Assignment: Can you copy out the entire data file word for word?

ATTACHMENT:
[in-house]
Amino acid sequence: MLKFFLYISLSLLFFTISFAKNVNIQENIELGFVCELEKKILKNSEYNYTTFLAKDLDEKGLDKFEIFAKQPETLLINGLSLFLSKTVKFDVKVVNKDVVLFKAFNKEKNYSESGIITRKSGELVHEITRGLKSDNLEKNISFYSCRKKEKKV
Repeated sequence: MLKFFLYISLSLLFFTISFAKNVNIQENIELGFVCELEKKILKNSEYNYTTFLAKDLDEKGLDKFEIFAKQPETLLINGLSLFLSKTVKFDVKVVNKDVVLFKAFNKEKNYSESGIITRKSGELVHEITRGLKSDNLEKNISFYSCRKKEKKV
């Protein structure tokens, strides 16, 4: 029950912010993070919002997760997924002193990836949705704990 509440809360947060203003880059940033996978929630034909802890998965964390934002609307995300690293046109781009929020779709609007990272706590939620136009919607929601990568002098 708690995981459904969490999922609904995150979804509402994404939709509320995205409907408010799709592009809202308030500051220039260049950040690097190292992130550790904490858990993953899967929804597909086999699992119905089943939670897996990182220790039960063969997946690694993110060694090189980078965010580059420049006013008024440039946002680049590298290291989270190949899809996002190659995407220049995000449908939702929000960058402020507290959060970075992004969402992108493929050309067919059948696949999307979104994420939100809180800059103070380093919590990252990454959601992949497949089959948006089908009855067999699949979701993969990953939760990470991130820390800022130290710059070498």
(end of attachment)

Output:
[in-house]
Amino acid sequence: MLKFFLYISLSLLFFTISFAKNVNIQENIELGFVCELEKKILKNSEYNYTTFLAKDLDEKGLDKFEIFAKQPETLLINGLSLFLSKTVKFDVKVVNKDVVLFKAFNKEKNYSESGIITRKSGELVHEITRGLKSDNLEKNISFYSCRKKEKKV
Repeated sequence: MLKFFLYISLSLLFFTISFAKNVNIQENIELGFVCELEKKILKNSEYNYTTFLAKDLDEKGLDKFEIFAKQPETLLINGLSLFLSKTVKFDVKVVNKDVVLFKAFNKEKNYSESGIITRKSGELVHEITRGLKSDNLEKNISFYSCRKKEKKV
């Protein structure tokens, strides 16, 4: 029950912010993070919002997760997924002193990836949705704990 509440809360947060203003880059940033996978929630034909802890998965964390934002609307995300690293046109781009929020779709609007990272706590939620136009919607929601990568002098 708690995981459904969490999922609904995150979804509402994404939709509320995205409907408010799709592009809202308030500051220039260049950040690097190292992130550790904490858990993953899967929804597909086999699992119905089943939670897996990182220790039960063969997946690694993110060694090189980078965010580059420049006013008024440039946002680049590298290291989270190949899809996002190659995407220049995000449908939702929000960058402020507290959060970075992004969402992108493929050309067919059948696949999307979104994420939100809180800059103070380093919590990252990454959601992949497949089959948006089908009855067999699949979701993969990953939760990470991130820390800022130290710059070498």